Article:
Towards a comprehensive framework for foam concrete mix design
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Foam concrete is a low-density, highly workable cementitious material, created by blending a fine-aggregate paste with a foaming agent. Properties of foam concrete suggest potential for commercial exploitation of the material in a wide variety of applications and markets. However, reliably designing a foam concrete mix to a particular specification has proved a difficult challenge and a barrier to more widespread usage. This thesis builds a comprehensive framework for foam concrete mix design. A strategic set of mixes, across a broad range of densities, cementitious densities, and cementitious blends, is evaluated for an extensive array of properties: compressive strength, density, slump flow, segregation, modulus of elasticity, Poisson’s ratio, crushing behaviour, creep, drying shrinkage, capillary water uptake, moisture storage, moisture movement, thermal conductivity, freeze-thaw resistance, and air-void distribution. Critical and previously neglected engineering properties are quantified and characterized. A proposed model assimilates interrelated trends, to explain observed behaviour of foam concrete in plastic, curing, and hardened phases at a micromechanical scale. Knowledge is summarized in a series of mix design guides, to assist in developing appropriate solutions for given applications, with less reliance on trial-and-error and speculation. Finally, this study lays a foundation for a systematic and methodologically consistent approach to future foam concrete research.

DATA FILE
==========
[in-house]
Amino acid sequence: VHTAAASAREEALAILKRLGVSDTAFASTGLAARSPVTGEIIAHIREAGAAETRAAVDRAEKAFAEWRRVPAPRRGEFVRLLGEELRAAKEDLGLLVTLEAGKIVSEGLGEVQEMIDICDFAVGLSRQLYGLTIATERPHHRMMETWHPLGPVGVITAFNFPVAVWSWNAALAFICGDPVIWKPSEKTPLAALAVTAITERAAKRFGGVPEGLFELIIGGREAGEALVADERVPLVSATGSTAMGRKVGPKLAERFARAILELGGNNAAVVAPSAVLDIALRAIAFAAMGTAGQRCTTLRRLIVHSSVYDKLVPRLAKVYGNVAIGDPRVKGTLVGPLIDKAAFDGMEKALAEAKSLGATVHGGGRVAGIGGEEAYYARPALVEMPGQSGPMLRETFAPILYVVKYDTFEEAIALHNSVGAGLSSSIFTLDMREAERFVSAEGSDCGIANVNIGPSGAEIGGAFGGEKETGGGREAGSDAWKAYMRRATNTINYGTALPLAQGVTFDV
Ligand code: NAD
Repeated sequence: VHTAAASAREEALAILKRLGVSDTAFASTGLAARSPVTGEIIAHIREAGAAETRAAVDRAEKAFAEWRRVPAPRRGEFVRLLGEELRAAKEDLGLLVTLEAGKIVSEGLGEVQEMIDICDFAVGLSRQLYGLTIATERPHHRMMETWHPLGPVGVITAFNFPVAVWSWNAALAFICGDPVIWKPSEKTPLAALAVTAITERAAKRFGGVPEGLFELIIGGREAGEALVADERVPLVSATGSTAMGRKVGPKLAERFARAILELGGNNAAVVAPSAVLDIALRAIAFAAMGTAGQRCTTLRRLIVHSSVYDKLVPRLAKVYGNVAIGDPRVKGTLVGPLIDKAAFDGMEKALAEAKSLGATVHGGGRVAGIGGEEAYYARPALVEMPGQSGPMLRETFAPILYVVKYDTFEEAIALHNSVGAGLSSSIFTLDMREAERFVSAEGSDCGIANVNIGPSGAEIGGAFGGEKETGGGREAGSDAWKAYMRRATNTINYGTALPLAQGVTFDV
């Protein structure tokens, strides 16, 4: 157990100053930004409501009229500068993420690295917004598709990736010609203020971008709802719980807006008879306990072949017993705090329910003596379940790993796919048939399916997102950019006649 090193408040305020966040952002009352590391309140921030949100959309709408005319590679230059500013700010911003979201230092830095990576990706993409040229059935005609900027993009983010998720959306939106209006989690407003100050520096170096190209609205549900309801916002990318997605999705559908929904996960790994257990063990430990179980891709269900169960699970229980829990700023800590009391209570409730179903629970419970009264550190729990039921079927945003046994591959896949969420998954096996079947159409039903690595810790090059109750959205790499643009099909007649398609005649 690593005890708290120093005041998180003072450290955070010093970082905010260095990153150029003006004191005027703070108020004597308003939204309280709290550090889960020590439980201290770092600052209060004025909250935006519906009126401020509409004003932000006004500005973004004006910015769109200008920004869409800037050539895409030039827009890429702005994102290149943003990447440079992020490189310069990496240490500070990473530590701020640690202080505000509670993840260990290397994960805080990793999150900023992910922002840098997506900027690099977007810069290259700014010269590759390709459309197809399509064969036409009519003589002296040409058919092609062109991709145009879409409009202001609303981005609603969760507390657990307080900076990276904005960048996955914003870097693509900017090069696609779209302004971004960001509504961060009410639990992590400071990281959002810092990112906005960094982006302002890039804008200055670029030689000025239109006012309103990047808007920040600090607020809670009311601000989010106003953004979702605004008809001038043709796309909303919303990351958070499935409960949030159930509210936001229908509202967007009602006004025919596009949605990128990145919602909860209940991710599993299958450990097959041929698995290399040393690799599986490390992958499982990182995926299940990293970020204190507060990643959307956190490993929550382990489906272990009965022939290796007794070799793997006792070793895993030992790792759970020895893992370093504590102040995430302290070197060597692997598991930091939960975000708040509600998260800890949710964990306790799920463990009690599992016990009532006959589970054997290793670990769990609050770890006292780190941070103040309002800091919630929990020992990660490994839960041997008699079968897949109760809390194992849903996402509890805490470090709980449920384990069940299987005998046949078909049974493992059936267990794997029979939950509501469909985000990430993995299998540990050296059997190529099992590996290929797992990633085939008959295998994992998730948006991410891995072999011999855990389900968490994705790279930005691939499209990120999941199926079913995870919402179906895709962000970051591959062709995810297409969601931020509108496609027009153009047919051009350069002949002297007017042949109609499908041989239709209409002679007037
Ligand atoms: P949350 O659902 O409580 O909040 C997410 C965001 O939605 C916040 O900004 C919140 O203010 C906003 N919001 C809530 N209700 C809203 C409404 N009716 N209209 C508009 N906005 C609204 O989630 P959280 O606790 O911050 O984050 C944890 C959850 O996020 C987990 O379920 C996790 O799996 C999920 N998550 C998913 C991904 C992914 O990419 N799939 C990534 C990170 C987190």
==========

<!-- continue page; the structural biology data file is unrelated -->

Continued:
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Justin Breg (2020). Towards a comprehensive framework for foam concrete mix design. UWSpace. http://hdl.handle.net/10012/15549